NLRB Reports on Employers’ Social Media Policies
What rights do employers have to limit the social-media use of their employees? The law addressing that question is rapidly evolving. The National Labor Relations Board (NLRB) recently published a report on employers’ social-media policies, the third report on the subject in less than a year.
The report describes six employer social-media policies that the NLRB alleges violate the National Labor Relations Act (NLRA) and one revised policy that the NLRB found lawful. At issue was whether the policies infringed the rights of employees under Section 7 of the NLRA, which gives employees the right to engage in "concerted activities for the purpose of collective bargaining or other mutual aid or protection.”
The NLRB claimed that each of the six policies it deemed unlawful had at least one of the following problems:
- The policy language was vague or overly broad;
- The policy required employees to get permission to exercise their Section 7 rights;
- The policy would be reasonably understood to restrict employees’ Section 7 rights to communicate; and
- The employer’s attempts to mandate the tone or content of online communications infringed on employees’ rights.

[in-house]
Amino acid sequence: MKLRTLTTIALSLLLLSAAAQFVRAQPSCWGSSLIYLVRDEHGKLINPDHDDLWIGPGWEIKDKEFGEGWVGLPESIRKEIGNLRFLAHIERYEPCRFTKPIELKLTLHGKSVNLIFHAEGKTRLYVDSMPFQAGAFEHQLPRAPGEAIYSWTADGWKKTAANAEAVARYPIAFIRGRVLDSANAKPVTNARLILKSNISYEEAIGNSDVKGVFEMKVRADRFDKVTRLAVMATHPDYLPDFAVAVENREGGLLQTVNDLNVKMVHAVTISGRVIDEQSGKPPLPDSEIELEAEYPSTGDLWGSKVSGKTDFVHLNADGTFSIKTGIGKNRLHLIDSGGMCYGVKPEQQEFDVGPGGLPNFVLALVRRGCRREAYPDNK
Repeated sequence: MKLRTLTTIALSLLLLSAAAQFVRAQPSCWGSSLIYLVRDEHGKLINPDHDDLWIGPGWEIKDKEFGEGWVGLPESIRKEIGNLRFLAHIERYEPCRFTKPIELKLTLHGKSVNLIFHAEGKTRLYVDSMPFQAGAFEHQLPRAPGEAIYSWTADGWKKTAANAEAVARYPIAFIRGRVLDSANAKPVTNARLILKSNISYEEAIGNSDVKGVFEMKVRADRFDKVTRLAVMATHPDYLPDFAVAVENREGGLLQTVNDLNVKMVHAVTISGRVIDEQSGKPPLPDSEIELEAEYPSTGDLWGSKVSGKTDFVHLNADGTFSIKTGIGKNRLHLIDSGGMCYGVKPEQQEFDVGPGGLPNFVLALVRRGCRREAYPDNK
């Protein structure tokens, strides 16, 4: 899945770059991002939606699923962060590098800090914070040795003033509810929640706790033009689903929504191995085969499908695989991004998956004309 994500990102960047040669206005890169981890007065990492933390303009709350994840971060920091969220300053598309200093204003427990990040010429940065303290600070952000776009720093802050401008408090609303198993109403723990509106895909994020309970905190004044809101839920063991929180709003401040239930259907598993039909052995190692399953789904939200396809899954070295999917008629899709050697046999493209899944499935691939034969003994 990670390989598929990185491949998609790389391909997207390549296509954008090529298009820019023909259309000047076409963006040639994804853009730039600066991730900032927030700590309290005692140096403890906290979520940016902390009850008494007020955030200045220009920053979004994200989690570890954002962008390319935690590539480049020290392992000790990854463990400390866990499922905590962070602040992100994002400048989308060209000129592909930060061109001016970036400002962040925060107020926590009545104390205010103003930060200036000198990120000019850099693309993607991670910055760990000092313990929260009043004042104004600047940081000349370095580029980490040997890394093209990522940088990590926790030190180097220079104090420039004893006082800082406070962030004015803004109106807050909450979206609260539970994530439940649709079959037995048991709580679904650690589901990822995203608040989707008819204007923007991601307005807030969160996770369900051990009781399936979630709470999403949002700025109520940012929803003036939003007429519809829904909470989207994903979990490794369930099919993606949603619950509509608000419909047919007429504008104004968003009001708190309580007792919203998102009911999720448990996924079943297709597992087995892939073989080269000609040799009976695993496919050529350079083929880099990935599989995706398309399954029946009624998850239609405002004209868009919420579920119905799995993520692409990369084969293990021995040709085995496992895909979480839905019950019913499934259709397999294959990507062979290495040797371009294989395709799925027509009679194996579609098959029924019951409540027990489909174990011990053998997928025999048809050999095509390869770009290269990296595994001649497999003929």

The NRLB did approve of one policy: a revised policy that Wal-Mart adopted after an employee filed an unfair labor-practice complaint alleging that the company’s original policy violated the NLRA. Even though the revised policy prohibited “inappropriate” online postings, the NLRB concluded that the policy was not ambiguous or overly broad because the policy provided “sufficient examples of prohibited conduct so that, in context, employees would not reasonably read the rules to prohibit Section 7 activity.”
WeComply’s online social media compliance training course provides up-to-date guidance to employees to help them use social media appropriately and responsibly.Categories: General Business Compliance
Tags: Social Media